Campaigning for a Sweat Free Olympics for London 2012
Can you feel the excitement building?
As London gears up to host the 2012 Olympics, we look here at the story behind the glitz and glamour of the occasion and of the increasing pressure some of the biggest sports brands are being put under to make sure these are a “sweat free Olympics”.
In the UK alone, sportswear sales in 2010 were estimated to be Aï¿½4.5 billion, with Nike and Adidas the global leaders and Pentland (the makers of Speedo), the largest UK-based brand.
These household names will have a high profile at London 2012 and their sales and profits are predicted to rise as the Games approach.
Yet these are the very brands, it is alleged, who are routinely breaking every rule in the book when it comes to the labour rights of their workers.
Labourers making sportswear still suffer from excessive working hours, unpleasant working conditions, poverty wages, temporary contracts and unstable employment and denial of union rights.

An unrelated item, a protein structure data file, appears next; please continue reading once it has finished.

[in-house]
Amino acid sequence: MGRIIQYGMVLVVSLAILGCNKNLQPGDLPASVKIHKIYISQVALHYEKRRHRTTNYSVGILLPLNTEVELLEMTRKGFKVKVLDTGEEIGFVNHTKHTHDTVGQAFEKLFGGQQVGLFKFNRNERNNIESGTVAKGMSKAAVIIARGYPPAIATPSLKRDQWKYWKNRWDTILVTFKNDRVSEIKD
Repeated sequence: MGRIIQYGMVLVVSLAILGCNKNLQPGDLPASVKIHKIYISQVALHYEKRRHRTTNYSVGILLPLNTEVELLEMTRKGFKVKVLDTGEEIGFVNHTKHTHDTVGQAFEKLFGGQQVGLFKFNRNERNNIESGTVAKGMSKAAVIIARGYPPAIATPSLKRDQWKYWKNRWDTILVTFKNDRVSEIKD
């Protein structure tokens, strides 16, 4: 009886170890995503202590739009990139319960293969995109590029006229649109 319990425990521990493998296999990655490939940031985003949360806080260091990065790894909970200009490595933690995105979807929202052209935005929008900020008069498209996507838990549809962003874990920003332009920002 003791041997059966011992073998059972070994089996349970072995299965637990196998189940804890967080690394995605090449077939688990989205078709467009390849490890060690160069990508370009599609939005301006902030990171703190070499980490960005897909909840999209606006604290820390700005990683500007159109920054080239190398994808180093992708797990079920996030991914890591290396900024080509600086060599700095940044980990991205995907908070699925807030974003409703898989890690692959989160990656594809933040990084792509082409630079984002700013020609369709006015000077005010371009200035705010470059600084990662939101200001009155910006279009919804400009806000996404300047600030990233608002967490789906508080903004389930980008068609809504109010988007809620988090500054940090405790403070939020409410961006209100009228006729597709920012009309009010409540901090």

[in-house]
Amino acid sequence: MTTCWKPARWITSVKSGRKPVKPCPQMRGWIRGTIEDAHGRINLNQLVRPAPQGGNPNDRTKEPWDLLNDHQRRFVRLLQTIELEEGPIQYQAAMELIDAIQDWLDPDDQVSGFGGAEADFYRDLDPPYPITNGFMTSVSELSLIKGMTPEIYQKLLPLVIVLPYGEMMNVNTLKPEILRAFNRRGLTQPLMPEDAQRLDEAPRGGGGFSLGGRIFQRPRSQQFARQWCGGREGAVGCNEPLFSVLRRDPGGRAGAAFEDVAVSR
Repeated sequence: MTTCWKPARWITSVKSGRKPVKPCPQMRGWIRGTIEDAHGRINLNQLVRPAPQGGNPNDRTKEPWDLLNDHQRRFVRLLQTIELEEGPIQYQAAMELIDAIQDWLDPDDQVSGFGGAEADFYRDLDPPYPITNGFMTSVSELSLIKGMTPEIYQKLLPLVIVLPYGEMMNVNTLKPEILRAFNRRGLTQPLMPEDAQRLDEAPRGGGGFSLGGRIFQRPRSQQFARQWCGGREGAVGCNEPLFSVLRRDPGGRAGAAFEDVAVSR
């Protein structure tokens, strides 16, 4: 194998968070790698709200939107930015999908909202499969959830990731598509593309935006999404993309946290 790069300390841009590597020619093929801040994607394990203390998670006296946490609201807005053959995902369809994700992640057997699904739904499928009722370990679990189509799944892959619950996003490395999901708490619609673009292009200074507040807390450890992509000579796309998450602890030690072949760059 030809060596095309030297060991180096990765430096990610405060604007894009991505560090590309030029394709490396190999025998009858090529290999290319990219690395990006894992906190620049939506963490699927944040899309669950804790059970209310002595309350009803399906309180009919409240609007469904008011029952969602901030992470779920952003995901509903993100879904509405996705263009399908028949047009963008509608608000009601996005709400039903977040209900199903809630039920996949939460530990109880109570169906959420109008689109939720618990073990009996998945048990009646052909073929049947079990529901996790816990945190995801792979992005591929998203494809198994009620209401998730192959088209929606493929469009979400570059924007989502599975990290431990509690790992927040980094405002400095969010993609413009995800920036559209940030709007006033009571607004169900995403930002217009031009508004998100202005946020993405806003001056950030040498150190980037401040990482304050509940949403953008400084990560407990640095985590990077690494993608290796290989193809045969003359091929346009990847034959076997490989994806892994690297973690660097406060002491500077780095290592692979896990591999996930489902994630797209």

Campaigners are working to raise the bar on these rights. Brands working under the Olympic banner of fairness, equality and respect should be doing more to end slavery and exploitation in the sportswear industry.
As an example, the minimum monthly wage in Indonesia, where a lot of sports gear is manufactured, is Aï¿½67, yet a living wage sufficient to feed, clothe, shelter and educate a worker and his or her children is Aï¿½129 – roughly double the minimum wage.
In Indonesia, the minimum wage is rarely surpassed – leaving the garment workers struggling well below the poverty line.
And this is all happening right now, in 2012.
Surely this situation needs to change?
If these facts have prompted you to think again about this issue, you can take action today to call on brand leaders such as Adidas, Nike and Pentland to pay workers a living wage, respect union rights and ensure workers have job security, wherever that might be in the world.
You can register your views by simply visiting campaigning websites, such as Labour Behind the Label.
It is part of the campaign coalition formed around this issue and supports garment workers worldwide.
There is much more information available by searching the internet, including videos, latest news and discussions about this concerning and topical issue.
So, thank you for reading. Let`s work together to make these a “sweat free Olympics” that the whole of the UK can be proud of, with a guilt-free conscience.